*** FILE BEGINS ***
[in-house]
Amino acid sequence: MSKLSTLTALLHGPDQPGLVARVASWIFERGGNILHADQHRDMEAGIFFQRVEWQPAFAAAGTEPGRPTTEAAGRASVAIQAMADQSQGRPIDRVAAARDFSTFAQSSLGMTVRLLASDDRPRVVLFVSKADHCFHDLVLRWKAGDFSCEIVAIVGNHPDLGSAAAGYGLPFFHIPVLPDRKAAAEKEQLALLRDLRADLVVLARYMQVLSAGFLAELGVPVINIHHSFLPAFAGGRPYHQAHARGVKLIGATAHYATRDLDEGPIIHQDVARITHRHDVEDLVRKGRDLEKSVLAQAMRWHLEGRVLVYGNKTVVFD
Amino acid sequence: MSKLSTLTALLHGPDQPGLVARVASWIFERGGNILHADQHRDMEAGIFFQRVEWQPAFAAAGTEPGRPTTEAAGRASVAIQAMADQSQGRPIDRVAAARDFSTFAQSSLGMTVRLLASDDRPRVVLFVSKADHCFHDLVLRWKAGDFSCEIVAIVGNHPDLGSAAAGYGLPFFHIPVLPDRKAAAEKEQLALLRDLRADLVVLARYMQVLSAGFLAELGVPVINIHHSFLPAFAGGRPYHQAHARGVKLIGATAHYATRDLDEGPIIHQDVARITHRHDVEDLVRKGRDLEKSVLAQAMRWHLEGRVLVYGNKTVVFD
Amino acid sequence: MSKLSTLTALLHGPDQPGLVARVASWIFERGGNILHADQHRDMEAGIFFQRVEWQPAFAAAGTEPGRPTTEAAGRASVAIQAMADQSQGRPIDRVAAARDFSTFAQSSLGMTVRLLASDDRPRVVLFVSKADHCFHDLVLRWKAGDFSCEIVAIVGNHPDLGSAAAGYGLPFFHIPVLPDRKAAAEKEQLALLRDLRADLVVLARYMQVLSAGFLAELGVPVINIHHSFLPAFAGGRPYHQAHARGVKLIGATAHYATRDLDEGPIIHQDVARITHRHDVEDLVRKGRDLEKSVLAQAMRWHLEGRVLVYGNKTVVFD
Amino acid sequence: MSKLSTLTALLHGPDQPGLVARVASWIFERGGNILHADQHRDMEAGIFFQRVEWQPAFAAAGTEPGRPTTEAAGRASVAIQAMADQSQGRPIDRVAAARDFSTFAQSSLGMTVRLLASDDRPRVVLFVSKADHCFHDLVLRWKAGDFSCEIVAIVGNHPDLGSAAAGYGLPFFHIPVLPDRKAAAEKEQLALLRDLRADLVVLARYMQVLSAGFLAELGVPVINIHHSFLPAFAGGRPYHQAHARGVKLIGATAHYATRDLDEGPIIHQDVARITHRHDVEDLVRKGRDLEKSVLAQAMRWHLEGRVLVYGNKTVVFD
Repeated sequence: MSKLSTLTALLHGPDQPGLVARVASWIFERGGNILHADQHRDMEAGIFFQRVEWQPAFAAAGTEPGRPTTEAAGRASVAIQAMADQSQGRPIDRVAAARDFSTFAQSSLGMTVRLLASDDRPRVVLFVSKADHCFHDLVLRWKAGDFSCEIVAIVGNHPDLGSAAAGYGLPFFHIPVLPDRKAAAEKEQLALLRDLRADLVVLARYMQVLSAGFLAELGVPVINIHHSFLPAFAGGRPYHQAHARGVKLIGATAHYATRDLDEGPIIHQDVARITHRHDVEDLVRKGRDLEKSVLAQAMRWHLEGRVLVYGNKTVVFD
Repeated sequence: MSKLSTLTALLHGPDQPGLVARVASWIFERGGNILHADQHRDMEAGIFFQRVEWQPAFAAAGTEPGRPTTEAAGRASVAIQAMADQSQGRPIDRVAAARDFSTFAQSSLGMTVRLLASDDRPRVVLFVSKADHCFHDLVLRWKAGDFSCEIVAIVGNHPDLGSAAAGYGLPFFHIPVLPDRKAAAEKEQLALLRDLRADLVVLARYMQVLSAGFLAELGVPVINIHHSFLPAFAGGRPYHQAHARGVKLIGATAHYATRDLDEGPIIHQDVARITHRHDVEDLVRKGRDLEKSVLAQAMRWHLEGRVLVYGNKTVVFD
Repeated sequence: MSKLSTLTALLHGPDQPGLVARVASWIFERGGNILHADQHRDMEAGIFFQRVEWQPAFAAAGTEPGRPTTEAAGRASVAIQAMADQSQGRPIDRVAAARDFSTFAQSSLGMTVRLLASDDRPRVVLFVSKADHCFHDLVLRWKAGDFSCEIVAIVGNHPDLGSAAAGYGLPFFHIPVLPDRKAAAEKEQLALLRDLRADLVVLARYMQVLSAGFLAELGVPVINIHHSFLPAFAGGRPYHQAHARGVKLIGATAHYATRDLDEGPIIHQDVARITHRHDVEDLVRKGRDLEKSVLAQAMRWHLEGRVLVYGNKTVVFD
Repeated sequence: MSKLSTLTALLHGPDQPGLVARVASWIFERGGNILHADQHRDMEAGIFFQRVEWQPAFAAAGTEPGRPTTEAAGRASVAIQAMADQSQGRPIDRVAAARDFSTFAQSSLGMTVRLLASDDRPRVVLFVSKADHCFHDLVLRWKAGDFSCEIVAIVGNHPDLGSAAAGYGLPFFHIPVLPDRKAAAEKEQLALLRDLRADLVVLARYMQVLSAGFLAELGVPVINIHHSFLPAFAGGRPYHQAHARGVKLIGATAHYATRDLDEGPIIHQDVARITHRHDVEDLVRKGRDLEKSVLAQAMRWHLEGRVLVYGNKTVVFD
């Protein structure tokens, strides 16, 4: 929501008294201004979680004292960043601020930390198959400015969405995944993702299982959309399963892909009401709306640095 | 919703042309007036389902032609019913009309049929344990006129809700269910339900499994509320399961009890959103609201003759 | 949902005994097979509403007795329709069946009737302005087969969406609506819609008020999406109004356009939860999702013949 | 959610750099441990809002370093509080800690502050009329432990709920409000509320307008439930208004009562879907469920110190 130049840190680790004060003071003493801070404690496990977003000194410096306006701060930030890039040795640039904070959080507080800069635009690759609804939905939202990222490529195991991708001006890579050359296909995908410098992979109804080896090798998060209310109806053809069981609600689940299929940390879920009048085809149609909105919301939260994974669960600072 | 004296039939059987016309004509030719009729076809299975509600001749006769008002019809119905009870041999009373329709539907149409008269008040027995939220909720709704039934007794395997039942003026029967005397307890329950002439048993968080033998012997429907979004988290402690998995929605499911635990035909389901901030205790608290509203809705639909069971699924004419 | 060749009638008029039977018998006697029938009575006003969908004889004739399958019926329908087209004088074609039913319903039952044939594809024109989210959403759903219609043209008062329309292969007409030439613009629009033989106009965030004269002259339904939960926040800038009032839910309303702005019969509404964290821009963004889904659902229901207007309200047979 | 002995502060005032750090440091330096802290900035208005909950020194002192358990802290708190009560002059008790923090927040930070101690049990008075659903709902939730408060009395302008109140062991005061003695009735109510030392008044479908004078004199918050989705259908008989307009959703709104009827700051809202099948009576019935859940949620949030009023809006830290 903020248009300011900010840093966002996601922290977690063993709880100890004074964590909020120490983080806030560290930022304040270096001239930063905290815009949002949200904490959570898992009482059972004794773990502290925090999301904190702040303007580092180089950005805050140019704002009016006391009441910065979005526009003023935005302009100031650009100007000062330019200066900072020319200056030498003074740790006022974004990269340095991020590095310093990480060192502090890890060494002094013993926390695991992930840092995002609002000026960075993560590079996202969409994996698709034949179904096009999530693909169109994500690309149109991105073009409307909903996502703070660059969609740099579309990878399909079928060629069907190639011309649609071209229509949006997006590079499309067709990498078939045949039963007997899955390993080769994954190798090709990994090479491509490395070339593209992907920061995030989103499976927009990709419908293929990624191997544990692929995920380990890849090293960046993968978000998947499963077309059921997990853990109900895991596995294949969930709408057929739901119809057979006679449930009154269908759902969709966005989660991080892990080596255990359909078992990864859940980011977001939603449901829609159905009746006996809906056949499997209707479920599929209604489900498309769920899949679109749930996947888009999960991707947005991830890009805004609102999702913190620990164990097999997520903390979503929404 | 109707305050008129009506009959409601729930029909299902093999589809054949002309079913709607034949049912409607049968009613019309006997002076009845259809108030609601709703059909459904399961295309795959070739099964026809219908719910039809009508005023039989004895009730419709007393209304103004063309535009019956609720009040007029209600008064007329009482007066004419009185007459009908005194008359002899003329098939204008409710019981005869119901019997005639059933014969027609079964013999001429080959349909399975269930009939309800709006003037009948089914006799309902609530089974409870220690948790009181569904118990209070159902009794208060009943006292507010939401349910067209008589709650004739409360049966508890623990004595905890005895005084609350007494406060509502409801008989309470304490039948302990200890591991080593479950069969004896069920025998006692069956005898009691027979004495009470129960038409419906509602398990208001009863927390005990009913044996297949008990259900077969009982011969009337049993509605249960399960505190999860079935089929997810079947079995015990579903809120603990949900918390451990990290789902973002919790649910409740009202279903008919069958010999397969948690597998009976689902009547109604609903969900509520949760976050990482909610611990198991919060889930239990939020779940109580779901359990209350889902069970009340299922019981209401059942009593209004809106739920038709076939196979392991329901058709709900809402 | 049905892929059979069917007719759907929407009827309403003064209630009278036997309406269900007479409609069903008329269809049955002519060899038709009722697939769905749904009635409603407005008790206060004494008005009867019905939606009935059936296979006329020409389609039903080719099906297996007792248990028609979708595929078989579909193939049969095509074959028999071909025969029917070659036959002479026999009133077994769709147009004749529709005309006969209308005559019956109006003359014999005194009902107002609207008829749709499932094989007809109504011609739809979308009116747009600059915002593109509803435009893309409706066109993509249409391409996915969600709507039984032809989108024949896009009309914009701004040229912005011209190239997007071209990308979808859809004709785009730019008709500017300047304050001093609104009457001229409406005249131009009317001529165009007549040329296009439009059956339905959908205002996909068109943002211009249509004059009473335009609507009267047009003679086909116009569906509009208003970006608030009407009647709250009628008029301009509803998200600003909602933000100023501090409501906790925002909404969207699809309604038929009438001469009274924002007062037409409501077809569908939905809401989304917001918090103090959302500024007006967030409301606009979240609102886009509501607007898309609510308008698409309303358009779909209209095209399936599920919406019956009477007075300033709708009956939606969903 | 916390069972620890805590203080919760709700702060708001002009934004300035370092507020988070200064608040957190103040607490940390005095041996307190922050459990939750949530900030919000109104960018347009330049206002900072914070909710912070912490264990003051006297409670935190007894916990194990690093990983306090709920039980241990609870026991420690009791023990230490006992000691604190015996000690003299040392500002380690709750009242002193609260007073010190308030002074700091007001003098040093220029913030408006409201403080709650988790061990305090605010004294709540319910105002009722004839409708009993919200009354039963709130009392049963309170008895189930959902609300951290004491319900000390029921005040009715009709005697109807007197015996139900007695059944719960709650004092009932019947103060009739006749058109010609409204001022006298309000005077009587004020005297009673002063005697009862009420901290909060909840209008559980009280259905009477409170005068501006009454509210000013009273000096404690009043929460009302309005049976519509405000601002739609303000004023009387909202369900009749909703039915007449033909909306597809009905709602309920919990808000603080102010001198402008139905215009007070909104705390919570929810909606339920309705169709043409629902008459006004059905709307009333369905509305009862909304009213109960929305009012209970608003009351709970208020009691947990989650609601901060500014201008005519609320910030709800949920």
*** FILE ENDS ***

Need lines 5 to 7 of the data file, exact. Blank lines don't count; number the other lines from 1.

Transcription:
Amino acid sequence: MSKLSTLTALLHGPDQPGLVARVASWIFERGGNILHADQHRDMEAGIFFQRVEWQPAFAAAGTEPGRPTTEAAGRASVAIQAMADQSQGRPIDRVAAARDFSTFAQSSLGMTVRLLASDDRPRVVLFVSKADHCFHDLVLRWKAGDFSCEIVAIVGNHPDLGSAAAGYGLPFFHIPVLPDRKAAAEKEQLALLRDLRADLVVLARYMQVLSAGFLAELGVPVINIHHSFLPAFAGGRPYHQAHARGVKLIGATAHYATRDLDEGPIIHQDVARITHRHDVEDLVRKGRDLEKSVLAQAMRWHLEGRVLVYGNKTVVFD
Repeated sequence: MSKLSTLTALLHGPDQPGLVARVASWIFERGGNILHADQHRDMEAGIFFQRVEWQPAFAAAGTEPGRPTTEAAGRASVAIQAMADQSQGRPIDRVAAARDFSTFAQSSLGMTVRLLASDDRPRVVLFVSKADHCFHDLVLRWKAGDFSCEIVAIVGNHPDLGSAAAGYGLPFFHIPVLPDRKAAAEKEQLALLRDLRADLVVLARYMQVLSAGFLAELGVPVINIHHSFLPAFAGGRPYHQAHARGVKLIGATAHYATRDLDEGPIIHQDVARITHRHDVEDLVRKGRDLEKSVLAQAMRWHLEGRVLVYGNKTVVFD
Repeated sequence: MSKLSTLTALLHGPDQPGLVARVASWIFERGGNILHADQHRDMEAGIFFQRVEWQPAFAAAGTEPGRPTTEAAGRASVAIQAMADQSQGRPIDRVAAARDFSTFAQSSLGMTVRLLASDDRPRVVLFVSKADHCFHDLVLRWKAGDFSCEIVAIVGNHPDLGSAAAGYGLPFFHIPVLPDRKAAAEKEQLALLRDLRADLVVLARYMQVLSAGFLAELGVPVINIHHSFLPAFAGGRPYHQAHARGVKLIGATAHYATRDLDEGPIIHQDVARITHRHDVEDLVRKGRDLEKSVLAQAMRWHLEGRVLVYGNKTVVFD